— big enough to release 100,000 times more energy than the nuclear bomb dropped by the US on Hiroshima in 1945.
The experts envisage sending a small team of astronauts on a three-month journey to the asteroid, spending a week or two on the rock’s surface. The capsule would have to attach itself because asteroids, unlike the moon, have almost zero gravity.NASA's Marshall Space Flight Center has designed a nuclear-warhead-carrying spacecraft, to be launched by the US agency's proposed 's Ares V cargo launch vehicle, to deflect an asteroid that could threaten all life on Earth.The 8.9m (29ft)-long "Cradle" spacecraft would carry six 1,500kg (3,300lb) missile-like interceptor vehicles that would carry one 1.2MT B83 nuclear warhead each, with a total mass of 11,035kg.
A kinetic "bullet" version would use this interceptor design, but have an inert warhead instead of a nuclear one. In both cases the lidar would acquire the target NEO at 5,000km (3,100 miles) distance, with TRP closing velocities of up to 10,000m/s (1,968,503ft/min).
The Marshall study also has a solar collector option that has a very different vehicle design to the warhead and kinetic vehicles. The collector, which is more like an orbiter probe, would maintain station near the NEO and use a 100m-diameter inflatable parabolic collector membrane to focus sunlight into a "thruster" that directs that energy on to the NEO's surface. The heating of surface material evaporates it generating thrust and deflection.The spacecraft's target near-Earth object (NEO) is the Apophis asteroid, which will pass by the Earth within the orbit of the Moon in April 2029.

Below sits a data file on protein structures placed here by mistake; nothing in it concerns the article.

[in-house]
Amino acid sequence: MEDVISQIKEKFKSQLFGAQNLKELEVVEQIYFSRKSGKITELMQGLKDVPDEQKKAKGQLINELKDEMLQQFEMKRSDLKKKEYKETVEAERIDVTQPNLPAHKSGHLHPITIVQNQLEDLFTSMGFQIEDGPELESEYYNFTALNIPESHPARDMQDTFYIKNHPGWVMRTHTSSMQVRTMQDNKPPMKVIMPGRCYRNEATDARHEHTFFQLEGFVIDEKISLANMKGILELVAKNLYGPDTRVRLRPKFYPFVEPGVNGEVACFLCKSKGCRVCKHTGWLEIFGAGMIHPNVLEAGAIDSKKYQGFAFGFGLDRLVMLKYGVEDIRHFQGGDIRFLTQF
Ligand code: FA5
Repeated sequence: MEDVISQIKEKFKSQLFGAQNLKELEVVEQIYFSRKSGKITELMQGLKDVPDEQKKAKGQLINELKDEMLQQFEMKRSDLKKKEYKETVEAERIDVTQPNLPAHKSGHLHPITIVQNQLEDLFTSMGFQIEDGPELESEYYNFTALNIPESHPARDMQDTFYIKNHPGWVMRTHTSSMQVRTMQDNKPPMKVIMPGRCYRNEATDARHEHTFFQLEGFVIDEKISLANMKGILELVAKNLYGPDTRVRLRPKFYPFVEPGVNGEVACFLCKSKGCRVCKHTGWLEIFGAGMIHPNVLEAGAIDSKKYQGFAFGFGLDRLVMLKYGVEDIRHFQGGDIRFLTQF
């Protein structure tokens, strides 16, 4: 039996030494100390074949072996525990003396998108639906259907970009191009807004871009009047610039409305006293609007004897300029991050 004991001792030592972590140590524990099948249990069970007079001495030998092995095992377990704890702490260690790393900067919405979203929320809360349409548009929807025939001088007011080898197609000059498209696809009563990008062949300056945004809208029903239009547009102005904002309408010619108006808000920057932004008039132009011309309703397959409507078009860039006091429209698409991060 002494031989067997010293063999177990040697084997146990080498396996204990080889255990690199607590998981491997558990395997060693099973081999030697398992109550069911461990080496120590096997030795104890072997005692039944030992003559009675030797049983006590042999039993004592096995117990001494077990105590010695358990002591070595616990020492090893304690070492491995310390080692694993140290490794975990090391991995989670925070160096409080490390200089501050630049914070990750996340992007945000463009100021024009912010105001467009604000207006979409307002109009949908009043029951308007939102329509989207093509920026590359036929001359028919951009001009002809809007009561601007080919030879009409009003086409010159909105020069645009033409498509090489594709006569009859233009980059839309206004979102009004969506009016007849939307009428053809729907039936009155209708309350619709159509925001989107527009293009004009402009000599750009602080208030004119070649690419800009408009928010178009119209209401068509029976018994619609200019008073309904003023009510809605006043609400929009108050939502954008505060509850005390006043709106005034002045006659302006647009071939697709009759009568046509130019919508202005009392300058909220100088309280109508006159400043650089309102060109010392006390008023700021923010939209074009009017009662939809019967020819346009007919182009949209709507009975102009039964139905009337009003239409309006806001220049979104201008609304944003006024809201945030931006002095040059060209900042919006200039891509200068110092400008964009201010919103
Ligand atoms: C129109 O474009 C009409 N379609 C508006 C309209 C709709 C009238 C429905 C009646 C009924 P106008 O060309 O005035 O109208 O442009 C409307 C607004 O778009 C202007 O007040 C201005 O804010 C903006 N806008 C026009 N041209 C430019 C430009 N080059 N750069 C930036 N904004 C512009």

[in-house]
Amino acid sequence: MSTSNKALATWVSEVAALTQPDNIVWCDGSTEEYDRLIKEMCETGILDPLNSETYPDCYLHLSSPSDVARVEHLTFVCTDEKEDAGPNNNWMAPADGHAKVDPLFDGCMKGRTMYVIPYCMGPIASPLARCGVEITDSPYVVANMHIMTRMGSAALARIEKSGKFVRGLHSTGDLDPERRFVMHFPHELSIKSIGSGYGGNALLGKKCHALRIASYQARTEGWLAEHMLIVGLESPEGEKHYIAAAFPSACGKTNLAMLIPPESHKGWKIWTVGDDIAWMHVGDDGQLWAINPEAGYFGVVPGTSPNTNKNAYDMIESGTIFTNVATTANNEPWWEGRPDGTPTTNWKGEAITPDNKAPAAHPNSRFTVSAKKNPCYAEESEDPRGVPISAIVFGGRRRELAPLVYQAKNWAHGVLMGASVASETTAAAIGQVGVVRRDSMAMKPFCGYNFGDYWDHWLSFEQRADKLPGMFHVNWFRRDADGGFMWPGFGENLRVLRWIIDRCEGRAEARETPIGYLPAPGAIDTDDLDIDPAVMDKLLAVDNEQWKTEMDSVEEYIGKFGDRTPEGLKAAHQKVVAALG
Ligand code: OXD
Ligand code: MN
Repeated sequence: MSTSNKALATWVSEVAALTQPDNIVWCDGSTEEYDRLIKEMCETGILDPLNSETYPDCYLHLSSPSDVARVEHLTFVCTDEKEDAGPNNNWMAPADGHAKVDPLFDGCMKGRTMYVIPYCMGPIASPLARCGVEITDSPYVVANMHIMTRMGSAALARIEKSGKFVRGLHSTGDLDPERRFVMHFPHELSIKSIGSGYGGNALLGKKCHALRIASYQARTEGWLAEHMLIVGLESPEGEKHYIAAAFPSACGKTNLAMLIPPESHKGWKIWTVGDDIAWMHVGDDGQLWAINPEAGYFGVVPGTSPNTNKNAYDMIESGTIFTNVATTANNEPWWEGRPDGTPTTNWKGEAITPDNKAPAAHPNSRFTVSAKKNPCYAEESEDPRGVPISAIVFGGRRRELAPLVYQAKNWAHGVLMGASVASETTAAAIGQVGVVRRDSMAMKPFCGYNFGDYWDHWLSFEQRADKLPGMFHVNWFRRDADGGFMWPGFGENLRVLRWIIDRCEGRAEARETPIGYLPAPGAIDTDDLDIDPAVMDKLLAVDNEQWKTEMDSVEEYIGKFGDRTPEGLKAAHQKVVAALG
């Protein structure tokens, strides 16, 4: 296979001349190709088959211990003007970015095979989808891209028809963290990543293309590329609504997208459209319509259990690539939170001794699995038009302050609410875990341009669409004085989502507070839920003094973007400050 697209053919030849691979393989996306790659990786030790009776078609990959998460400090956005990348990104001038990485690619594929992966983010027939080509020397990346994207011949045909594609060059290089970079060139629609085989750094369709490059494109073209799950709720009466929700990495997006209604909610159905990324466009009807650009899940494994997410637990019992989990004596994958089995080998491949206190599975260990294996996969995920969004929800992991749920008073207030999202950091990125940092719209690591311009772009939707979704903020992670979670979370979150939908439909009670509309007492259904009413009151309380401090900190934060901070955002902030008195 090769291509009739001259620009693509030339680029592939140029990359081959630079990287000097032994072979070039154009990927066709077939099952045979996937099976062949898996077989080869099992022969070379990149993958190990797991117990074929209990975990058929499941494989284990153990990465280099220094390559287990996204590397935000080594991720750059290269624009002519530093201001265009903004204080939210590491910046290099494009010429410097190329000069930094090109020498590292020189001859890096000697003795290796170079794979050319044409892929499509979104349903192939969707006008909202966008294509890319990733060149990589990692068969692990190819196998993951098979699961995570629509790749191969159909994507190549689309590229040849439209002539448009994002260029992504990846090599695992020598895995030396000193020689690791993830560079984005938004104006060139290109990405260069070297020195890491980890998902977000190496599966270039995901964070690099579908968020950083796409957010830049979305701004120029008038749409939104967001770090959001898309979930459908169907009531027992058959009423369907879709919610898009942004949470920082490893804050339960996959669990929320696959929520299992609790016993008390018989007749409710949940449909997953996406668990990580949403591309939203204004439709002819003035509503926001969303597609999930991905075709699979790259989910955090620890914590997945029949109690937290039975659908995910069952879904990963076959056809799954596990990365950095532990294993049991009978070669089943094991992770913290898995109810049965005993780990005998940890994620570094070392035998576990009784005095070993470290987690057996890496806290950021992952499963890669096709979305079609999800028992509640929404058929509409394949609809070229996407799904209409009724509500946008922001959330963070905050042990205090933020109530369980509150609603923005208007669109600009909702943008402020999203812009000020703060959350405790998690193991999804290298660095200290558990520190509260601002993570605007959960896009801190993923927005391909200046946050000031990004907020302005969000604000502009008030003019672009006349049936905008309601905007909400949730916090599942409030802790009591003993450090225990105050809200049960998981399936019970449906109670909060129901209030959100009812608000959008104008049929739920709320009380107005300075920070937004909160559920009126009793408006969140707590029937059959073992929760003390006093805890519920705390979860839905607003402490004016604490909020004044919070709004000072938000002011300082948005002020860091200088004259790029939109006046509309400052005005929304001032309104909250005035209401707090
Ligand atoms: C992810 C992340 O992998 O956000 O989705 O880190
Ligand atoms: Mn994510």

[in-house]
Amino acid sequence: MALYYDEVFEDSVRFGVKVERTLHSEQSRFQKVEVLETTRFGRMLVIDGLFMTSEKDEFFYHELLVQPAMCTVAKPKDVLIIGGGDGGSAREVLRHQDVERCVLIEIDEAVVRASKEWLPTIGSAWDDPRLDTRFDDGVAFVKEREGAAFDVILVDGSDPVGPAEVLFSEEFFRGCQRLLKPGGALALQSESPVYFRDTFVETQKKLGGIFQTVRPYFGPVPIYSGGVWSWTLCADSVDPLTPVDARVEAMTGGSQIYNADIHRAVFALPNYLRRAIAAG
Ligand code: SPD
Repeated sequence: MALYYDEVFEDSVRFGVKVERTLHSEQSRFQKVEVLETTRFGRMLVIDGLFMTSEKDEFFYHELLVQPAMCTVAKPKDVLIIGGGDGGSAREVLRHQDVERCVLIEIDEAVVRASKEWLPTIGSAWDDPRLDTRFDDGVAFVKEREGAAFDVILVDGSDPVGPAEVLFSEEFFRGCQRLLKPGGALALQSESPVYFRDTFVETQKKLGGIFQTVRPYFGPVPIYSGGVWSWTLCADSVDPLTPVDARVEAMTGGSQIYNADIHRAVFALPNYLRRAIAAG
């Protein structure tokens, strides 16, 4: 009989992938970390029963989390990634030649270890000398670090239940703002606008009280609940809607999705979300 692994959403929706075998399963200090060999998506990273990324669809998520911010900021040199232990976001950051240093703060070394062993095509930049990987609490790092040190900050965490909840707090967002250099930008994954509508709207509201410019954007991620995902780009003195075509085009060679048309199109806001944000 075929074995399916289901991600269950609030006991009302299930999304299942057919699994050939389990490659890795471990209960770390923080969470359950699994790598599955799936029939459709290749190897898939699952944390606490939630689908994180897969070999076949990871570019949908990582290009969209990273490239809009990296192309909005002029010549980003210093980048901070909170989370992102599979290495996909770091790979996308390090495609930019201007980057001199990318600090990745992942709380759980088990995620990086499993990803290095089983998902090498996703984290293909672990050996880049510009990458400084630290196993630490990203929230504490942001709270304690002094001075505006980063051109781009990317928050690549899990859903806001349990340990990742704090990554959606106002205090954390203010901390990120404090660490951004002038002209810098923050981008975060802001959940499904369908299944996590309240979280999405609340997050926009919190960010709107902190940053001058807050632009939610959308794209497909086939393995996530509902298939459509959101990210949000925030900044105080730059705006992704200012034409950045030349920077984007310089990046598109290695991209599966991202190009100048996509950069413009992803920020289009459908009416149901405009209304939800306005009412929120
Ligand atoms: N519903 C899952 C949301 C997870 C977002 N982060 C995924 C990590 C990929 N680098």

For the study, however, its orbit was changed to bring it into a "dead-centre" collision course with Earth and its mass was assumed to be 1,000,000kg. The spacecraft's possible launch dates were 2020 and 2021.
By the 2020's NASA concluded that "the nuclear interceptor option can deflect NEOs of (100-500m diameter) two years before impact, and larger NEOs with at least five years warning".
Team member Ralph Cordey was quoted by the Daily Telegraph as saying: “Anything bigger than 30 metres across is a real threat to the Earth. Unfortunately it is a matter of when rather than if one of them hits us. The gravity tractor exploits the principals of very basic physics —every object with a mass has its own gravity that affects objects around it. It can move fairly large objects 300 metres to 400 metres across”.
“These asteroids are hurtling around our solar system at 10km per second, so when you scale that up, you just need a tiny nudge to send it off course”, he added.
The team has designed the gravity tractor and planned details of the mission. The craft can be built in a relatively short time, using existing technologies, if an asteroid were detected on a collision course. But, it is likely that it would require an international agreement to send a mission in space.
“We’ve designed the mission using the technology we currently have available, so it could be put into practice at any time,” Christian Trenkel, who has worked on the mission plans, said.
The Lander would have a constant thrust motor to keep it in contact with the NEO's surface in the low-gravity environment and have three seismic sensors on the end of three long legs with surface penetrating spikes. The seismic sensors would detect the effect of the observer's impactors' arrival.